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Did you know that we collect old HVAC and take it away to be recycled?

All the engineers I meet each month realise the important role that the HVAC industry plays in reducing energy use and carbon emissions.

Yet many aren’t aware of the comprehensive recycling scheme that will collect and recycle old HVAC equipment. Not only can this help installers remove waste from site, but it also ensures as much material is recovered as possible.

We’ve developed a recycling programme for end-of-life air-conditioning units and heating units. In partnership with Environcom this gives installers an easy to use and certificated route for disposal of end-of-life equipment.

This is all done in the UK, reducing the need to send anything overseas for recycling.

Ben Bartle Ross Ben Bartle-Ross Technical Trainer at Mitsubishi Electric

1.      What is our recycling programme?

We want to help installers provide solutions that deliver what building occupants need, while reducing the environmental impacts as much as possible, so we developed this service to help mitigate the environmental impact of end-of-life HVAC equipment.

By ensuring that old or defunct air conditioning units are dismantled in a compliant manner, in line with current legislation, then these materials can be reclaimed for use elsewhere, minimising the strain on natural resources.

2.      How are old units collected?

The Environcom recycling programme sits alongside their exisiting E Waste Recycling and Reuse Services, which delivers a certificate of safe disposal of old equipment.

Any installer that is a member of our Partner Programme can use their Relationship Development Fund (RDF) to pay for the collection*.

To arrange a collection our customers can simply contact Environcom on 0844 736 0071 or email stating that they are a Mitsubishi Electric customer.

1204 BBR Recycling Main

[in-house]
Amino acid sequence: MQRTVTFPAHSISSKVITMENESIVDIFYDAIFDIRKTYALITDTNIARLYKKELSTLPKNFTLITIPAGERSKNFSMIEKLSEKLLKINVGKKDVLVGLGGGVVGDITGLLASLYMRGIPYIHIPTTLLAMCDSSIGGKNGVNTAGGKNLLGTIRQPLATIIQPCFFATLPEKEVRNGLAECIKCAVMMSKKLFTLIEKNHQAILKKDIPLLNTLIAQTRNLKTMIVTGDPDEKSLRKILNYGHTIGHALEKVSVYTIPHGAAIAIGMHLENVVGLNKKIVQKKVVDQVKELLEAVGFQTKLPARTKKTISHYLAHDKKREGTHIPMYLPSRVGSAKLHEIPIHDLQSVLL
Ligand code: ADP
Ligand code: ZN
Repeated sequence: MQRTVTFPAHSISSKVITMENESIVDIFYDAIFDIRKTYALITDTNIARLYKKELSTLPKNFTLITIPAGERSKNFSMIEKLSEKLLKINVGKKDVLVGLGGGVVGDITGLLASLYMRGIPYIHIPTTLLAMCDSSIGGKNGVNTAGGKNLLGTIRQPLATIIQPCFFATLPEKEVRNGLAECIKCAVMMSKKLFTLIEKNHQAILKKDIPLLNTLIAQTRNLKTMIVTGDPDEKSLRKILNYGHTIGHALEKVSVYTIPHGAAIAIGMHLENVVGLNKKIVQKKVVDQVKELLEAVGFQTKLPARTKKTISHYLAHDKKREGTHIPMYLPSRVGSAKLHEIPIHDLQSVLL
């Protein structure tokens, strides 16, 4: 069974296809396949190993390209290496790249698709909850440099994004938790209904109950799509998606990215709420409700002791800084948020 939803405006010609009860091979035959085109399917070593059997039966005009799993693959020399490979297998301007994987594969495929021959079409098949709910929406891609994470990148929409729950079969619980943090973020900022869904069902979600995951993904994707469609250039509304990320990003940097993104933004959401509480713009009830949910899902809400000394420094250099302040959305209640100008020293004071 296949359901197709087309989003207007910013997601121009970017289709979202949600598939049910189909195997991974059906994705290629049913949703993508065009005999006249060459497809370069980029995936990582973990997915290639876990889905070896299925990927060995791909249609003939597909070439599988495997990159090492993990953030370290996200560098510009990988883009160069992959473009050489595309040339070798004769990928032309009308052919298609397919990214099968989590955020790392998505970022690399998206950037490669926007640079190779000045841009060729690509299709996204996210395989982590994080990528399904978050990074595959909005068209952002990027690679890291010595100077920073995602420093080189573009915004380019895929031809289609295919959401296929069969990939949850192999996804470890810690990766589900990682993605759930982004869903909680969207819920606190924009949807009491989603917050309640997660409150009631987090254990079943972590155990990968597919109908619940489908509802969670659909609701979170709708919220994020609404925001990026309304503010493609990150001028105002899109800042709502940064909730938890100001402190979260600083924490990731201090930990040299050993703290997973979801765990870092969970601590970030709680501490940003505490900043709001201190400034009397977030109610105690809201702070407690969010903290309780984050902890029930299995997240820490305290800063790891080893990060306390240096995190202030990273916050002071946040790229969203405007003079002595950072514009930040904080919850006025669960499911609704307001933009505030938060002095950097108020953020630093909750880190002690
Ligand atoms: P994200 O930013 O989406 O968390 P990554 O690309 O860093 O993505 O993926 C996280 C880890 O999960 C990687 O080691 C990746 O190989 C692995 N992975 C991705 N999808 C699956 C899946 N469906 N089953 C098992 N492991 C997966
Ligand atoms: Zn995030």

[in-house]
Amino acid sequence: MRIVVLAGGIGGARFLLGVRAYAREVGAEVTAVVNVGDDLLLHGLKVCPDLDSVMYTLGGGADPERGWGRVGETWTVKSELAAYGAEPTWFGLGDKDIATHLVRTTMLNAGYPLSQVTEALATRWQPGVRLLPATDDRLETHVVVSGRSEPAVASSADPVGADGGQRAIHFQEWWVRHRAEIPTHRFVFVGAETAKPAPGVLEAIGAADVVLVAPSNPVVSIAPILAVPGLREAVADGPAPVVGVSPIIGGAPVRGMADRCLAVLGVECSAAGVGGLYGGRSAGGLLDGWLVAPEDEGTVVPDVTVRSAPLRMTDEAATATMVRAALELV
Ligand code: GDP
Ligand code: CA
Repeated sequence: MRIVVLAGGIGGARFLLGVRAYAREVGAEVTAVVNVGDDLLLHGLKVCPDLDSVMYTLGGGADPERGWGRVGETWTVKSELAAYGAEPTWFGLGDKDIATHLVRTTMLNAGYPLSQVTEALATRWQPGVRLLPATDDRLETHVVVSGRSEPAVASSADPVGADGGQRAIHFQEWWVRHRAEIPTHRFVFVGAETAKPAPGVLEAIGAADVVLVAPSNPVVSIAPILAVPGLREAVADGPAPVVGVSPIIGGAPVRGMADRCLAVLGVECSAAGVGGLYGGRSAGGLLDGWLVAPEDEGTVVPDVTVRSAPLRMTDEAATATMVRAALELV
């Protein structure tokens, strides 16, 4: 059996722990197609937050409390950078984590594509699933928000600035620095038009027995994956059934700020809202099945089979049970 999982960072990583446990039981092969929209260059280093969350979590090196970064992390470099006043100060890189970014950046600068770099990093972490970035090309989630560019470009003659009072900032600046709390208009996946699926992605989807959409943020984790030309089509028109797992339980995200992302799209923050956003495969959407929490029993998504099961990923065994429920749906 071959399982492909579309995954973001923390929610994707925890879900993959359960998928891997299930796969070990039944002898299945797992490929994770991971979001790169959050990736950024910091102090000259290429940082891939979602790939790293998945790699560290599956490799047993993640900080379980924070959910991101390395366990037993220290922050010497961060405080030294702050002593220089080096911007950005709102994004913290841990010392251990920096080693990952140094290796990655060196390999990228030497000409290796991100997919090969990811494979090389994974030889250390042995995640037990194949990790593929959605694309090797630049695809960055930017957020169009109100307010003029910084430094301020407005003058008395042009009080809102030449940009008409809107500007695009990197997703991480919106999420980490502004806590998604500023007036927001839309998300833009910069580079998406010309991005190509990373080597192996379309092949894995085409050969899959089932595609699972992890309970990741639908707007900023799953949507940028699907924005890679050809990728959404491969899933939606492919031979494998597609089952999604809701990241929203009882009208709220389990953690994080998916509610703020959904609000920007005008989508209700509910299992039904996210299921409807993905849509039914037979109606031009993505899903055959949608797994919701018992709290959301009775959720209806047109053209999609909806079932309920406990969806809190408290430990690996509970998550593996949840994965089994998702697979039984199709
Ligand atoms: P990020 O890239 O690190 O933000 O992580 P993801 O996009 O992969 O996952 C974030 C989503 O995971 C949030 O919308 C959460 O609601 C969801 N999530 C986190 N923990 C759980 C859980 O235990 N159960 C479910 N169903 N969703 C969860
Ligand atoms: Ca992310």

Recovering materials from end-of-life equipment

3.      What can be recycled

We are all responsible for using and re-using our finite recourses. Recovering and recycling our used materials is more important than ever. It is estimated that 98% of materials from old HVAC equipment can be recycled.

What happens to the different materials? Well 80% of recycled plastics are of a quality that can be used to manufacture new products, such as automotive parts, or in building and civil engineering materials. The remaining 20% are used for thermal recycling.

Mitsubishi Electric air conditioners use about 10% recycled plastic. Other materials recovered such as iron, copper, and aluminum are 100% recycled. These are taken over by professional contractors and reused as raw materials.

Other rare earth materials, such as Gold, Silver and Neodymium, are also recovered for re-use.

4.      How are compressors recycled?

After the refrigerant and oil is extracted and collected, Environcom recycles the compressor using the UK’s first automatic compressor dismantling machine.

CARRiE (Compressor Automatic Removal Recycling Equipment) allows the automatic extraction of the copper rich contents from inside the compressors while also separating the steel shell.

This is all done in the UK, reducing the need to send anything overseas for recycling.

5.      What happens to the refrigerant?

Refrigerants can harm the ozone layer and contribute to global warming if released, so the safe extraction and handling of refrigerants is a top priority.

When decommissioning old HVAC equipment, the contractor will need to extract any refrigerant gas from a system into a cylinder, this process is called ‘degassing’ (reclaiming). The contractor then takes the collected gas to their refrigerant processor for handling.

The refrigerant processor analyses the gas to assess whether it can be re-used, blended with another refrigerant for re-use or needs to be destroyed due to its chemical composition.

The process offered by Environcom allows for refrigerant that remains in the end-of-life unit to be safely handled and not allowed to be released to atmosphere.

Any residual refrigerant in the redundant HVAC unit is safely removed at Environcom and processed on site through Geri (Gas Energy Recovery Incinerator), which ensures these gases are destroyed by high temperature incineration. Geri can also supply hot water and heating to be used in the plant.

If you would like to know more about the recycling programme please visit our website.

Ben Bartle-Ross is a Technical Trainer at Mitsubishi Electric